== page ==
California Volunteer Takes Time to Smell the Flowers & Inspires Global Love for Environment

Daily Point of Light # 6799 Jun 16, 2020
Gary Flanders Daily Point of Light Award Honoree
Gary meets visitors from all over the world as a volunteer naturalist at Big Bear Discovery Center. Pictured here showing a Coulter pine cone to a young woman from Malaysia. /Courtesy Gary Flanders

Meet Daily Point of Light Award honoree Gary Flanders. Read his story and nominate an outstanding volunteer or family as a Daily Point of Light.

69-year-old Gary Flanders had moved to the West Coast with his wife to be closer to family when the retiree decided to take advantage of his beautiful surroundings in Big Bear City, California. “I’ve always volunteered somewhere in my life. Looking around, I thought, boy, I’m in a National Forest, this is a great place to live. Let me do something here.”

First becoming a Certified California Naturalist, which meant he was trained in California’s unique environment, Gary began volunteering as a volunteer naturalist at Big Bear Discovery Center, a regional visitor and nature center part of the Southern California Mountains Foundation. Helping to support the center since 2015 through community outreach, training, leading tours and more, Gary has connected with hundreds of visitors through his volunteerism, and is spreading a message of conservation and environmental health globally.

What inspires you to volunteer?

It’s cliche. I like being a part of something that’s bigger than me.

Gary Flanders Daily Point of Light Award Honoree
Gary pictured showing a Jeffrey pine cone to a young visitor. Gary Flanders: “This is why we do this. Meeting some little kid who lights up when they see a butterfly or bird or little flower. Volunteering is about connecting with other people, and through my service, I meet people from everywhere.”/Courtesy Gary Flanders

Describe your role at Big Bear Discovery Center.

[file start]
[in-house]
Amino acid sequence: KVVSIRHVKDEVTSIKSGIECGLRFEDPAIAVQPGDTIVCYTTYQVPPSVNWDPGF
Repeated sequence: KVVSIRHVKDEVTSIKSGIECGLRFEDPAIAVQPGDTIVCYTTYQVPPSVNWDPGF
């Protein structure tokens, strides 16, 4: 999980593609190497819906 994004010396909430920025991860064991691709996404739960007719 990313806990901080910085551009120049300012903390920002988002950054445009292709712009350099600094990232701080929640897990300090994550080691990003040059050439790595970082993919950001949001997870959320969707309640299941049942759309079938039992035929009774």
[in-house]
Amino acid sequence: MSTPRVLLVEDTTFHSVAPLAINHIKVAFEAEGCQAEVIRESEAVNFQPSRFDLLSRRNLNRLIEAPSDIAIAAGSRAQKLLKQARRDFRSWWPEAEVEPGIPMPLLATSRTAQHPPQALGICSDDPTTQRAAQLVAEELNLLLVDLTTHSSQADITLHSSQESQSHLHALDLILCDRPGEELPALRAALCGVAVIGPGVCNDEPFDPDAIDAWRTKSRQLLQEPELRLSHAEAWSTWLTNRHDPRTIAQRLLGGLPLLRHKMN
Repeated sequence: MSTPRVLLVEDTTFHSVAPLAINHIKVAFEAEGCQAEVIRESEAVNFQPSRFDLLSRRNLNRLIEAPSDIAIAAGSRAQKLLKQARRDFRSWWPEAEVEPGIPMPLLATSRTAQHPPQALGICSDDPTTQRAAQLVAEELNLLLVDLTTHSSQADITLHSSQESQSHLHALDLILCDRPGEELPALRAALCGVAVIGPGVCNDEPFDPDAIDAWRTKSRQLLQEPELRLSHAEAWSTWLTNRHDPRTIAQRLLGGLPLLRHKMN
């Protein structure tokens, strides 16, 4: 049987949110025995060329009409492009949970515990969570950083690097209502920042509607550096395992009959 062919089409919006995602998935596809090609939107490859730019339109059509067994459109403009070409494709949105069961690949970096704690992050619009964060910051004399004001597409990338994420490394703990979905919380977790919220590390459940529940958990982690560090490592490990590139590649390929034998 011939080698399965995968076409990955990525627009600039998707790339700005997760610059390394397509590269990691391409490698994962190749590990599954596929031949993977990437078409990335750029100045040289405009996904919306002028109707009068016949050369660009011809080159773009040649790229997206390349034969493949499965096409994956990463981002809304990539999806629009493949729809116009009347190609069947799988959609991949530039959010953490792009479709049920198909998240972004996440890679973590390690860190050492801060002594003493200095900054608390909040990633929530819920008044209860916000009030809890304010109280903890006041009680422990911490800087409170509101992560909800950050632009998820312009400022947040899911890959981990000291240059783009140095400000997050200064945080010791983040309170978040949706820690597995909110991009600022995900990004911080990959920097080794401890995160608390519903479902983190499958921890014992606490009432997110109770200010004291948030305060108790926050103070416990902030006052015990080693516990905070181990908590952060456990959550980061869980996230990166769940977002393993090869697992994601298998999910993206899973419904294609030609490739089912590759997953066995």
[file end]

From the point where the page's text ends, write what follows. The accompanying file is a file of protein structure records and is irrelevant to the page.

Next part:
As a volunteer naturalist at Big Bear Discovery Center, I lead tours, train other volunteers, and develop ways to help people interpret what they see at our center. We do a lot of community outreach. I’ve swept some floors, washed some windows. I also volunteer at the center’s Adventure Outpost store. We have one of the most unique ecological environments in the country, there are certain species of flowers that can only be found here in the entire world, so people from all over the world come to visit.

Explain why volunteerism is rewarding for you.

This little girl was visiting from Malaysia, she had her hijab on, and she asked if it was ok if her brother took a photo of her and I with a big Coulter pine cone. She started following me on Instagram, I followed her back. She’s back home in Malaysia and we still talk to each other. This is why we do this. Meeting some little kid who lights up when they see a butterfly or bird or little flower. Volunteering is about connecting with other people, and through my service, I meet people from everywhere.

Share one personal story with me from your volunteerism.

I was doing animal and other artifacts demonstrations, and this little girl came up to me and she just stood there and stared. I picked up a pine cone and I was being very Fred Roger-y. I told her about the pine cone, which tree it came from. I was sharing all this great info with her, she was very polite and didn’t interrupt. I kind of paused, and she asked, ‘Do you bake?’ (laughs). Her question threw me off, and I responded that I’d made bread once. She asked if it was good and I told her it turned out pretty good (laughs). This is why I do this. It’s about making a connection.

Why do you think it’s important for others to give back?

Volunteering is a way to connect with others and to be of good to the community. Because you’re not paid to do this work, you do it better. It’s something you want to do (laughs).

Gary Flanders Daily Point of Light Award Honoree
Gary pictured taking a photo of a “Belly Flower”. Gary Flanders: “I can post a picture on Instagram, but It’s so great to smell the pine tree.” /Courtesy Gary Flanders

You spend a lot of time outdoors. What’s your favorite plant?

The Dudleya – it’s called a “live forever”. It’s just this unique little plant, a tiny succulent that needs the environment we have here in California. Our super blooms are just 1.5 – 2 inches tall, we call them “Belly Flowers” because you have to get down on your belly to take a picture of them.

How can readers help?

We’ve had to pause our volunteerism during the pandemic. It’s just really, really tough. We’re hopeful to get back to volunteering when it’s safe, and we’re trying to think of safe ways to keep interest in the forest and continue educating people. Please visit the Big Bear Discovery Center website for more information about how you can help.

Do you want to make a difference in your community like Gary Flanders? Find local volunteer opportunities.

 

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